"Not only have we met the requirements of the client on what is an incredibly important project, but we have also successfully transferred jet grouting technology to Keller India," said Hari Krishna, Keller India director.
The business unit was invited to bid for the project last year. Initially, a sheet-piling solution was proposed, but this was deemed too inefficient due to practical limitations of depth and seepage cut-off. Jet grouting was suggested as the best alternative option, but the technology was only offered by a few Indian firms on a small scale, so Krishna contacted Keller's jet grouting global product team (GPT) for assistance.
"As a global company, Keller can handle the world's largest jet grouting projects and has lots of expertise in this area, so our GPT was able to help us bid for the job," noted Krishna. Expertise also came from all over the Keller world and included jet grouting expert John Willett and master driller Mark Fellows, both from Hayward Baker.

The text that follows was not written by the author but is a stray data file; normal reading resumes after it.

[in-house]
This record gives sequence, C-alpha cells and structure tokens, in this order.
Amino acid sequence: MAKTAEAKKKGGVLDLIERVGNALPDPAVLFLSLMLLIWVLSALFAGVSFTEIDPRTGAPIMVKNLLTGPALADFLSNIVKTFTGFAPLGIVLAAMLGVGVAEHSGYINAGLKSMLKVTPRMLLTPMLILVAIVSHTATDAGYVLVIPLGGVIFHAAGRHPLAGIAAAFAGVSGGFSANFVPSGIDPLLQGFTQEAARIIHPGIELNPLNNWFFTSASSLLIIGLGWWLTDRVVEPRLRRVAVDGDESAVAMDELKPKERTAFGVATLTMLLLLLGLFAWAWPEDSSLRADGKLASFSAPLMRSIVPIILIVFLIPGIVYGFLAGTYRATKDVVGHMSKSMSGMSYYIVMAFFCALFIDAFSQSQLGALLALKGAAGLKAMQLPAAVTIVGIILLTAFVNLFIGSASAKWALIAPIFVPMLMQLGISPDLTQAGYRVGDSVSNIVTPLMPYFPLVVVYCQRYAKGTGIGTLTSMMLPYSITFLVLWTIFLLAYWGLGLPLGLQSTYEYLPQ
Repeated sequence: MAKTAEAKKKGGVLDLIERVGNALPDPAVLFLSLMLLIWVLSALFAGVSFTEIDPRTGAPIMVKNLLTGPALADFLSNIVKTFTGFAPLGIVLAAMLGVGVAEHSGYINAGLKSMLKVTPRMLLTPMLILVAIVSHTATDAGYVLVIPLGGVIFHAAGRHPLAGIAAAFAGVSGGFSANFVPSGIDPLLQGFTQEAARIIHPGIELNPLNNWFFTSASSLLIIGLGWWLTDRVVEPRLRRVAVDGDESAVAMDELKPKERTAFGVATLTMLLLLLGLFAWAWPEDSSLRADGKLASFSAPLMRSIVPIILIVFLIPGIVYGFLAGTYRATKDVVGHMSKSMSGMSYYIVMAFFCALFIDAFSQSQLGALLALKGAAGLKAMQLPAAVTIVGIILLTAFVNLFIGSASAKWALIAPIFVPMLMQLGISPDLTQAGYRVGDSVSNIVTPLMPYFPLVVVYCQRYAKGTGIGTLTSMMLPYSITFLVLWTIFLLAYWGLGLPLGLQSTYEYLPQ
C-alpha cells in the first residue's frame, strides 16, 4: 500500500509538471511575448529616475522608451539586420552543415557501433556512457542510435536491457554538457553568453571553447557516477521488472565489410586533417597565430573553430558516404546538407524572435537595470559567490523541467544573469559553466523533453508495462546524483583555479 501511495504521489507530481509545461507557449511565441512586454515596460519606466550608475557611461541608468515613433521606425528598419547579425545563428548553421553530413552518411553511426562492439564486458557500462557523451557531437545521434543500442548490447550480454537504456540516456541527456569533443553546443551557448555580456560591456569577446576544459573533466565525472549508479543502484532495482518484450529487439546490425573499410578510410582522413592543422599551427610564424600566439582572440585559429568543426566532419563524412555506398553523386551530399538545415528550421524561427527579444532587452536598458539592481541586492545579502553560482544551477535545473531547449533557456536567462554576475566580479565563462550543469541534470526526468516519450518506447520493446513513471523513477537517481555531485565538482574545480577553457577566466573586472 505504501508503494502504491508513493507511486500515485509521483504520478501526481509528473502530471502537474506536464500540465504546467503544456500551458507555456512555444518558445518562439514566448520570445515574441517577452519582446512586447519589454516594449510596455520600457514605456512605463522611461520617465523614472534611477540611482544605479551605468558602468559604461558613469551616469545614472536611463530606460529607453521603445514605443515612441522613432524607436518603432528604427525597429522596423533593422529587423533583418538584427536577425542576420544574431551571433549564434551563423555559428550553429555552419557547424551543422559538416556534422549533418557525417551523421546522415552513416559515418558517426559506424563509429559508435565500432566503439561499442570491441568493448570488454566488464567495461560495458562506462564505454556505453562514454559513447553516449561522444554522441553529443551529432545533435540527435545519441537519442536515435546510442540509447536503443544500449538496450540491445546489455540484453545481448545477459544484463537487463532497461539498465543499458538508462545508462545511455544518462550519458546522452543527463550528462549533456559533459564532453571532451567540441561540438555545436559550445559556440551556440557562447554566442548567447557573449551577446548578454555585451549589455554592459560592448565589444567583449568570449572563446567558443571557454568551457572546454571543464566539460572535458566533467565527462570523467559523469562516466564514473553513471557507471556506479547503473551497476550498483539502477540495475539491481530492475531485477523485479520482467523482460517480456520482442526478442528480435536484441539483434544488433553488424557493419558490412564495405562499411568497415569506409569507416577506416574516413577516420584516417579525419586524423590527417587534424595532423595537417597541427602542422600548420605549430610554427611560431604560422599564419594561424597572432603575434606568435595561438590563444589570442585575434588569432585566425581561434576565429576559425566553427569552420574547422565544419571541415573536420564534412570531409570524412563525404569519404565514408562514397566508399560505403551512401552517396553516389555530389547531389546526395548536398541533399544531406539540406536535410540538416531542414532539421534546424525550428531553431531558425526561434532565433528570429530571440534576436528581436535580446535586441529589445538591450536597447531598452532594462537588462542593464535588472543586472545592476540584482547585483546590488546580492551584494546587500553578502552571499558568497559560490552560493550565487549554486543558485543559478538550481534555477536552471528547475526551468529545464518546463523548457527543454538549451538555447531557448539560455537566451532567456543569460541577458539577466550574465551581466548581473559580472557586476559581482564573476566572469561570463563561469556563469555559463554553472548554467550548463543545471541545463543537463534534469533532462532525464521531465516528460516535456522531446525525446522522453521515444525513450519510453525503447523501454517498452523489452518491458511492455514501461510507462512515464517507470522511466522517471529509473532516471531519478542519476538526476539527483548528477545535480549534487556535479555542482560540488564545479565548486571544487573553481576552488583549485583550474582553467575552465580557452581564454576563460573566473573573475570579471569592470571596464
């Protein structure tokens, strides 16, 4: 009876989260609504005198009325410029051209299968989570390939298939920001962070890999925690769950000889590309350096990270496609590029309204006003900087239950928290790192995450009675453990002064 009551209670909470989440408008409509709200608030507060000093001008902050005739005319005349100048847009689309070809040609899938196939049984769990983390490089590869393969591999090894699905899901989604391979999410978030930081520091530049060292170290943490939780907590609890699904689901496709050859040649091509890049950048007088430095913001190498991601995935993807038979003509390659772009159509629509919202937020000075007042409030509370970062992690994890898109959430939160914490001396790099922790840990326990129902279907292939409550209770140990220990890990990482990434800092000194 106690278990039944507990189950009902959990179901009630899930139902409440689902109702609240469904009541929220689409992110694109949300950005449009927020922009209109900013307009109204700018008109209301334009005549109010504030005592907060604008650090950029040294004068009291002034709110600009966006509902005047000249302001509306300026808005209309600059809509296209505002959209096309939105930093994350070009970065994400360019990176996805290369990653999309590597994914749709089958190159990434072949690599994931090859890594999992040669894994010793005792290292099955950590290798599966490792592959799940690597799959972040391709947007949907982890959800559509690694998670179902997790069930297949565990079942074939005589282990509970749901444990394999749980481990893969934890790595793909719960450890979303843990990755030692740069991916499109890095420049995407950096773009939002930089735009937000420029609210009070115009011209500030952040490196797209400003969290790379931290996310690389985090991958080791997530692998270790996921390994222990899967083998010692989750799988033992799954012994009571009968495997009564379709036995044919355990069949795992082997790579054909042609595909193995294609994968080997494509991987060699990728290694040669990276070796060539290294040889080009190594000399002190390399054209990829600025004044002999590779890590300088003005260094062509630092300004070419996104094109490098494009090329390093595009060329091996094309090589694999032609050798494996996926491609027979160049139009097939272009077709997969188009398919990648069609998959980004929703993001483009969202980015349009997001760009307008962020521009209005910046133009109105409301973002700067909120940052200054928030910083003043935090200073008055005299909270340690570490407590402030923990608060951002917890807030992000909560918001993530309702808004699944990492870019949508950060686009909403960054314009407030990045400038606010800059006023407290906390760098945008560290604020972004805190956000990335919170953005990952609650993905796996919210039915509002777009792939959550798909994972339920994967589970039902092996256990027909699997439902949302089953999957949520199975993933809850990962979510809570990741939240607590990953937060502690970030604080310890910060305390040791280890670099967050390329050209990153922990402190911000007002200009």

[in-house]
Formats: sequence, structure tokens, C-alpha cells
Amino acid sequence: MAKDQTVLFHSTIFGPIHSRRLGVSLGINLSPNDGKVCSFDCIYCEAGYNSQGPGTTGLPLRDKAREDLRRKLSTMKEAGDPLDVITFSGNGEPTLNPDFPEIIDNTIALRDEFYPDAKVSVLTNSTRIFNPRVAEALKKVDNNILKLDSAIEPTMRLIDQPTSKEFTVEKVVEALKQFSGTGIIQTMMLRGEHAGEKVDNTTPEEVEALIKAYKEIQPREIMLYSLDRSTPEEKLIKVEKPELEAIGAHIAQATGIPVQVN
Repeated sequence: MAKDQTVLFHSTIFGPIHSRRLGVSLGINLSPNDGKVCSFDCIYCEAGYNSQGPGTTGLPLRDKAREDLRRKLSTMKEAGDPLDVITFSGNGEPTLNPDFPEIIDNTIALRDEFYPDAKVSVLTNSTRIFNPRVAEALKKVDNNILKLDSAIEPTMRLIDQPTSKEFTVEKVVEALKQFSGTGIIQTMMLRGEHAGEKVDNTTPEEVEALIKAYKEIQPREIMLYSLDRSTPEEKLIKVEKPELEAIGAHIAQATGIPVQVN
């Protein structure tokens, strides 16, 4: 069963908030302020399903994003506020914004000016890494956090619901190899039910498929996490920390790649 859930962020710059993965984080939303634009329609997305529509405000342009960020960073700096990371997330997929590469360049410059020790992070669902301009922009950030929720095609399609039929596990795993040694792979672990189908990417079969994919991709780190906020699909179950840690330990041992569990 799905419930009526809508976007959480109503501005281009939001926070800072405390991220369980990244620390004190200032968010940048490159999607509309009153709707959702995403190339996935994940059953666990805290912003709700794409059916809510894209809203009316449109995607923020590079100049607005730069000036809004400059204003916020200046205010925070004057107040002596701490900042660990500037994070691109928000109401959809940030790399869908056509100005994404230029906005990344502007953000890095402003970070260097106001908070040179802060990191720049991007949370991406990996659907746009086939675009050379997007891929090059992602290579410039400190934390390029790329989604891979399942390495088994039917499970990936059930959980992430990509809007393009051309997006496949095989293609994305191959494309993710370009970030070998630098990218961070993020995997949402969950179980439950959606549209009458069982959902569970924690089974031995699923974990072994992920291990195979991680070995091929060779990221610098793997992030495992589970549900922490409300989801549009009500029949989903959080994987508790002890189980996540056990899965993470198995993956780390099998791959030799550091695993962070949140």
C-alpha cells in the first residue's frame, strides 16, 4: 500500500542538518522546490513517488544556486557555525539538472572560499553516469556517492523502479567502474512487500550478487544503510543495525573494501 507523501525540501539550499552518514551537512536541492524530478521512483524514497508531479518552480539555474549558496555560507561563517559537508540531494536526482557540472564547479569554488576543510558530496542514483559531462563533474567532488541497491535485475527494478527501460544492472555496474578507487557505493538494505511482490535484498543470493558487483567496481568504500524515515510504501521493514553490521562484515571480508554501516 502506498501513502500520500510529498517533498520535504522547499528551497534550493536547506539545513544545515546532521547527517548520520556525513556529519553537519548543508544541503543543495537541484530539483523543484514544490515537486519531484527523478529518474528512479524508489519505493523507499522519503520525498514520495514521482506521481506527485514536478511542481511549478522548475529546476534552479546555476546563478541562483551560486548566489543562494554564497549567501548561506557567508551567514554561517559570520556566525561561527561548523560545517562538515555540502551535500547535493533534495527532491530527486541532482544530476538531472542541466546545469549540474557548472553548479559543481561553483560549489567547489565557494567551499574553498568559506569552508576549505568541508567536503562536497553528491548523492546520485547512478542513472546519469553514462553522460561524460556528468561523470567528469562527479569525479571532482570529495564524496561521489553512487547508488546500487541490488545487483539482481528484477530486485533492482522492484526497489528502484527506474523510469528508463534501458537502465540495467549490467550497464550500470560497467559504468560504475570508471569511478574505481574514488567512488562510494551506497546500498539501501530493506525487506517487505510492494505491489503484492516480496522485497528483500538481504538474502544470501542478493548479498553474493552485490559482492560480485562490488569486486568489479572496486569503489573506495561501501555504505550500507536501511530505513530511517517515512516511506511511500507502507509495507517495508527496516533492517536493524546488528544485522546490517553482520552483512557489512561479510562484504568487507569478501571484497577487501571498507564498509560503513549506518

Over three months last year, the team planned every aspect of the job: the mix, equipment, safety, training and execution. After successfully winning the contract from client Transstroy, specialist jet grouting pumps were shipped from fellow Keller company Bencor, and Keller's in-house equipment manufacturer KGS supplied the rigs, spares and mechanics. With the site in such a remote location, Keller had to ensure the team had everything it needed on-site to keep the programme on schedule.
Once everyone was well trained and everything was in place, the team had to work quickly and efficiently to complete everything before mid-June and the onset of the monsoon season. In total, the project has required around 110,000m3 of jet grouting over a 3km stretch, in columns of 2m diameter and up to 20m deep.